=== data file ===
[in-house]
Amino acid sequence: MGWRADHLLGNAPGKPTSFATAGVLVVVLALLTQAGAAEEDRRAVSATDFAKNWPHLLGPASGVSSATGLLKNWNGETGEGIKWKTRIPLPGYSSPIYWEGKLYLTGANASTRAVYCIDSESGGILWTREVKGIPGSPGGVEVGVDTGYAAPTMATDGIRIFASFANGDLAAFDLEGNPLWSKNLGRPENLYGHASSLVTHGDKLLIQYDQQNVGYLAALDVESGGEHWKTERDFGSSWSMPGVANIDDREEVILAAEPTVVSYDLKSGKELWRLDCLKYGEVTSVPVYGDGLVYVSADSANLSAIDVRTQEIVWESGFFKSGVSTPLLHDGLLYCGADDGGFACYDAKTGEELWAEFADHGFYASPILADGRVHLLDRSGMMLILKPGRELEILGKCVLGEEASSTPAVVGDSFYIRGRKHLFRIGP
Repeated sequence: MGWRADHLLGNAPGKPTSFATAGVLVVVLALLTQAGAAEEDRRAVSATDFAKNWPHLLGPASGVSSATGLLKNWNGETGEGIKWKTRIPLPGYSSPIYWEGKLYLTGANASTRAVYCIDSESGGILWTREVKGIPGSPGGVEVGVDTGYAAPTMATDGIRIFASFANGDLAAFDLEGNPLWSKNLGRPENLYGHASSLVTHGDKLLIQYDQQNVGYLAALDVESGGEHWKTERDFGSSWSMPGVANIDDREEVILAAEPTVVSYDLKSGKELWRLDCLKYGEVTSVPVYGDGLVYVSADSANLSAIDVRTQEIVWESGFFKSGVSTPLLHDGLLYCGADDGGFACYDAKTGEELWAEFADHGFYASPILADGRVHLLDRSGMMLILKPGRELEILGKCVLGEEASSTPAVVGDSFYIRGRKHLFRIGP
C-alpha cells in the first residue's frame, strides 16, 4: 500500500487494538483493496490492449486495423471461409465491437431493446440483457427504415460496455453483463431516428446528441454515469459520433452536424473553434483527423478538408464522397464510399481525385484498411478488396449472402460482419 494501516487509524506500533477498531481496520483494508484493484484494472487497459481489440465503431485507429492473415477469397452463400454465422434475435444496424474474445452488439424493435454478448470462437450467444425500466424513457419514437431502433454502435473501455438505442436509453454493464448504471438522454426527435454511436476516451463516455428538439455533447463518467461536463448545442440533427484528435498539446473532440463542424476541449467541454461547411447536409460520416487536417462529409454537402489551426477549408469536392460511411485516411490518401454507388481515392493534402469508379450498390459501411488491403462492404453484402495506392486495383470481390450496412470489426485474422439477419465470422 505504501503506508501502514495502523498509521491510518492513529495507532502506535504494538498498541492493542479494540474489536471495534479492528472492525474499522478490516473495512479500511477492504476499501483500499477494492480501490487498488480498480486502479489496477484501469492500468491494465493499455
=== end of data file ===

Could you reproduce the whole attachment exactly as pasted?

[in-house]
Amino acid sequence: MGWRADHLLGNAPGKPTSFATAGVLVVVLALLTQAGAAEEDRRAVSATDFAKNWPHLLGPASGVSSATGLLKNWNGETGEGIKWKTRIPLPGYSSPIYWEGKLYLTGANASTRAVYCIDSESGGILWTREVKGIPGSPGGVEVGVDTGYAAPTMATDGIRIFASFANGDLAAFDLEGNPLWSKNLGRPENLYGHASSLVTHGDKLLIQYDQQNVGYLAALDVESGGEHWKTERDFGSSWSMPGVANIDDREEVILAAEPTVVSYDLKSGKELWRLDCLKYGEVTSVPVYGDGLVYVSADSANLSAIDVRTQEIVWESGFFKSGVSTPLLHDGLLYCGADDGGFACYDAKTGEELWAEFADHGFYASPILADGRVHLLDRSGMMLILKPGRELEILGKCVLGEEASSTPAVVGDSFYIRGRKHLFRIGP
Repeated sequence: MGWRADHLLGNAPGKPTSFATAGVLVVVLALLTQAGAAEEDRRAVSATDFAKNWPHLLGPASGVSSATGLLKNWNGETGEGIKWKTRIPLPGYSSPIYWEGKLYLTGANASTRAVYCIDSESGGILWTREVKGIPGSPGGVEVGVDTGYAAPTMATDGIRIFASFANGDLAAFDLEGNPLWSKNLGRPENLYGHASSLVTHGDKLLIQYDQQNVGYLAALDVESGGEHWKTERDFGSSWSMPGVANIDDREEVILAAEPTVVSYDLKSGKELWRLDCLKYGEVTSVPVYGDGLVYVSADSANLSAIDVRTQEIVWESGFFKSGVSTPLLHDGLLYCGADDGGFACYDAKTGEELWAEFADHGFYASPILADGRVHLLDRSGMMLILKPGRELEILGKCVLGEEASSTPAVVGDSFYIRGRKHLFRIGP
C-alpha cells in the first residue's frame, strides 16, 4: 500500500487494538483493496490492449486495423471461409465491437431493446440483457427504415460496455453483463431516428446528441454515469459520433452536424473553434483527423478538408464522397464510399481525385484498411478488396449472402460482419 494501516487509524506500533477498531481496520483494508484493484484494472487497459481489440465503431485507429492473415477469397452463400454465422434475435444496424474474445452488439424493435454478448470462437450467444425500466424513457419514437431502433454502435473501455438505442436509453454493464448504471438522454426527435454511436476516451463516455428538439455533447463518467461536463448545442440533427484528435498539446473532440463542424476541449467541454461547411447536409460520416487536417462529409454537402489551426477549408469536392460511411485516411490518401454507388481515392493534402469508379450498390459501411488491403462492404453484402495506392486495383470481390450496412470489426485474422439477419465470422 505504501503506508501502514495502523498509521491510518492513529495507532502506535504494538498498541492493542479494540474489536471495534479492528472492525474499522478490516473495512479500511477492504476499501483500499477494492480501490487498488480498480486502479489496477484501469492500468491494465493499455